This is going to be another long term project with multiple offshoot projects. The first part is to get the chamber and all of the associated hardware working together and create a solid vacuum. The chamber is 21 inches in diameter with an ISO250 main access port, five 2.75″ conflat (CF) ports, two 1.33″ CF ports, 1 MDC viewing window, and one 90 degree flange with a ISO100 opening. If you don’t know what these types of fittings our check out my Vacuum Fittings post about the different types of vacuum ports.
The chamber is pumped down via a Varian rotary vane roughing pump then by a Pfeiffer turbo molecular pump to achieve ultra high vacuum. At the time of writing this all of these pumps need to be fully tested, so far I have only conducted basic checks.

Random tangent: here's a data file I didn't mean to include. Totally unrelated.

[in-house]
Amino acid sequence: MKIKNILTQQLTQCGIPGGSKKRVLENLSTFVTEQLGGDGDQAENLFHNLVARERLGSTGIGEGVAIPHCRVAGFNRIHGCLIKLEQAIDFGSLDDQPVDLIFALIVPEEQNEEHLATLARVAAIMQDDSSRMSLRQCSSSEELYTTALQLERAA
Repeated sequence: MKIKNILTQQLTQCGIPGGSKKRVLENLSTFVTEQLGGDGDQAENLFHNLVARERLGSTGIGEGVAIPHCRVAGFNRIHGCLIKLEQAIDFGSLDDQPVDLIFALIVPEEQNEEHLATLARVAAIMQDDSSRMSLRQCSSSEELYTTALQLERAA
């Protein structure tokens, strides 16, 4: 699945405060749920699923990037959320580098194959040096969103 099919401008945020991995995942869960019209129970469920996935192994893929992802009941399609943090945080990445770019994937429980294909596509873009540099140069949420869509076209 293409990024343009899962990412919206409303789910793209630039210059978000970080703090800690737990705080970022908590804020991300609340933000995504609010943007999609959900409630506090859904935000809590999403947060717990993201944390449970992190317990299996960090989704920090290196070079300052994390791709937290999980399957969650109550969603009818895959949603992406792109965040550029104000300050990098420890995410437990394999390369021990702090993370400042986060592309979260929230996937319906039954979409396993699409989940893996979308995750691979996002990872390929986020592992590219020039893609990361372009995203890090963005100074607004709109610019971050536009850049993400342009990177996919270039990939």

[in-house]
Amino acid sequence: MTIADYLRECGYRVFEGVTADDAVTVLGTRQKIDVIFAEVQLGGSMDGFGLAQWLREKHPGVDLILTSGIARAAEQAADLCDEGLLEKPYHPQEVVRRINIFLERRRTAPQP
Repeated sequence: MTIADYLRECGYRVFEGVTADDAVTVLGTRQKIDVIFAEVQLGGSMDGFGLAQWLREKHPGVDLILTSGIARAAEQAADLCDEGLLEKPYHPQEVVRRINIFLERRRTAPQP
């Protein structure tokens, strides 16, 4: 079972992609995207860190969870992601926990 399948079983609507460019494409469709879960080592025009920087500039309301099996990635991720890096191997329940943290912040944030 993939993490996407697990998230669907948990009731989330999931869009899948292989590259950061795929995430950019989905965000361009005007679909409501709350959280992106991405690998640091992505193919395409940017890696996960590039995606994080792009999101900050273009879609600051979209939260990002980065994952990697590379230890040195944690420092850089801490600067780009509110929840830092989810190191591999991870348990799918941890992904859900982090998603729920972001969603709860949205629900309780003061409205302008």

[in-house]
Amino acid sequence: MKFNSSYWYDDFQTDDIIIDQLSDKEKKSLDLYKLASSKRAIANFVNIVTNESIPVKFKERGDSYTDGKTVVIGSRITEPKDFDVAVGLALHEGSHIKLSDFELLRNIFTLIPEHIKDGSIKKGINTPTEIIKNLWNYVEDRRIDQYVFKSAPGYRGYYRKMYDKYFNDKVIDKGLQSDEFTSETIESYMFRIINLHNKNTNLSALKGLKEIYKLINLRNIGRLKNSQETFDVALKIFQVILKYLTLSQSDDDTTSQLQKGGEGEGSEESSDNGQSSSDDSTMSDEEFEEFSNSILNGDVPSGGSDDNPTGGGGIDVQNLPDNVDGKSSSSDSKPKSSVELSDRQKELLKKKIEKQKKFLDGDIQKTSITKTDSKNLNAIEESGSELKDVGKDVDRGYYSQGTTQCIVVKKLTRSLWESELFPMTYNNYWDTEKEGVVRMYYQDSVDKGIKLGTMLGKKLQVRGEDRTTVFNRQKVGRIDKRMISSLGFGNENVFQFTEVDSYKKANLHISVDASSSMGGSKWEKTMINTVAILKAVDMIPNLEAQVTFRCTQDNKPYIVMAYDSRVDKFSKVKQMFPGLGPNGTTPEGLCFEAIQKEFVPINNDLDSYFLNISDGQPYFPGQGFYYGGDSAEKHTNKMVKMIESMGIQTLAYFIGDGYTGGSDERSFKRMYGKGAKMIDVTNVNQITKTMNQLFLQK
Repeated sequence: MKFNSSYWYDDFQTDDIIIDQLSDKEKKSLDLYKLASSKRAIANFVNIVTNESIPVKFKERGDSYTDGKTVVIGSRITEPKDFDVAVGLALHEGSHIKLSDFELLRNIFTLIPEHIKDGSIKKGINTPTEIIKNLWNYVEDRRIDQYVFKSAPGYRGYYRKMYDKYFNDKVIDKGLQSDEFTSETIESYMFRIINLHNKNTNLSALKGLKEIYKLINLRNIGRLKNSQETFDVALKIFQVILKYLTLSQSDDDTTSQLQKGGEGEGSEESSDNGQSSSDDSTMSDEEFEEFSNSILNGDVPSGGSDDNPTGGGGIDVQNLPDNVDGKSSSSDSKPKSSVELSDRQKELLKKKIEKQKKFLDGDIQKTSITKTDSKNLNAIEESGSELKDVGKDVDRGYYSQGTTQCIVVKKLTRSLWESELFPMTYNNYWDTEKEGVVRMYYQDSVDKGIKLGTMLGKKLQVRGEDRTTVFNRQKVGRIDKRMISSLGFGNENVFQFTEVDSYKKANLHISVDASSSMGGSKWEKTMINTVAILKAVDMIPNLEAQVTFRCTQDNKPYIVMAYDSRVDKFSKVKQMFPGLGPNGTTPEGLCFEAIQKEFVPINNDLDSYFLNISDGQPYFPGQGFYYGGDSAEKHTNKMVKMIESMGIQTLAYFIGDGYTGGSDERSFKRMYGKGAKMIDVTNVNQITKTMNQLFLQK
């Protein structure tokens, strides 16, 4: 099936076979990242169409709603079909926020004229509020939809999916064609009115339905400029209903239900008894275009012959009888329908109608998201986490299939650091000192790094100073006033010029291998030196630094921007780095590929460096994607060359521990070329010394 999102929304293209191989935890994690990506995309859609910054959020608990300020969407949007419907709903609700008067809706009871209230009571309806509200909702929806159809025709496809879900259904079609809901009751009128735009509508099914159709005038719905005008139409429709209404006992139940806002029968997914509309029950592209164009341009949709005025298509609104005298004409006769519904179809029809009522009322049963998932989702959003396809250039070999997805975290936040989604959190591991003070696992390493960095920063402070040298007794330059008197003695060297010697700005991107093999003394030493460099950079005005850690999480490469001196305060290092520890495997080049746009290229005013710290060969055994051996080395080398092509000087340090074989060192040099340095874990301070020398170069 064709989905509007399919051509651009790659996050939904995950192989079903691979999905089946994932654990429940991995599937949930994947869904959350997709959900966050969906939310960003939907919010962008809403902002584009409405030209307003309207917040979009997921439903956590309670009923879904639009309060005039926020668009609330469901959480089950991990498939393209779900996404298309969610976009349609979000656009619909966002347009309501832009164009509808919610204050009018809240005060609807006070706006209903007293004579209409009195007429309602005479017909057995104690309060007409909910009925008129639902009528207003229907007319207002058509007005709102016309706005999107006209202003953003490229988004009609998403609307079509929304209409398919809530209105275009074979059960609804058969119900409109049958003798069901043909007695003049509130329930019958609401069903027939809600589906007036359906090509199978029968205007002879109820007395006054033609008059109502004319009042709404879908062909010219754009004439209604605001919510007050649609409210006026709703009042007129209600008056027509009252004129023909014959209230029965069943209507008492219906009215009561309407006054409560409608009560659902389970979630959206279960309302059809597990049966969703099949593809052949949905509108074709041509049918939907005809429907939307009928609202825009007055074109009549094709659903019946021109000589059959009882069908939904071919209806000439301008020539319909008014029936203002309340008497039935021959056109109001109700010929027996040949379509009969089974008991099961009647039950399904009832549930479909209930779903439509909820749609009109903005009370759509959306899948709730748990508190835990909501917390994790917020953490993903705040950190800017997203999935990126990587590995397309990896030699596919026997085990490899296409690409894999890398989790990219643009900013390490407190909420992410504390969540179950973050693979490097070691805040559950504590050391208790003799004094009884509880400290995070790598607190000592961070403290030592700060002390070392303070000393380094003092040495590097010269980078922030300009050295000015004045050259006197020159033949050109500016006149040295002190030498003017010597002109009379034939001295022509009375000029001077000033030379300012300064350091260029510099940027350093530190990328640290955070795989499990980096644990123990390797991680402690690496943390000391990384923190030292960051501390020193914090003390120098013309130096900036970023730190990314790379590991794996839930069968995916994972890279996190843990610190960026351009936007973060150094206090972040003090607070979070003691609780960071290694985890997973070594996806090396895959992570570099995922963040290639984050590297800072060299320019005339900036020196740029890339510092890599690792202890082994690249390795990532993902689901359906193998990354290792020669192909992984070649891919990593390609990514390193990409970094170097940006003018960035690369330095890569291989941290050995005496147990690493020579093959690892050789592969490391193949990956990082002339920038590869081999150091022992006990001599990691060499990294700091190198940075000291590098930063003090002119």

Turbo Molecular pumps work on the principle that a gas molecule can be given momentum in a certain direction by constant collision with a sold surface. In a turbo pump the molecules are hit by a turbine rotor that is designed to direct the molecules down into other blades and eventually out through the roughing pump. Because these pumps can operate at speeds of 60,000 rpms or more the newer units use a magnetic bearing system. These types of bearings allow the shaft to levitate with out contact and prevent bearing issues. The unit I am using uses lubricated ceramic bearings. You can see the oil on the side of the unit through the view port. I will be doing a blog post that will be linked here in the near future describing the math and physics behind how these pumps work, for the purpose of this page I feel that that would be getting into far too much detail.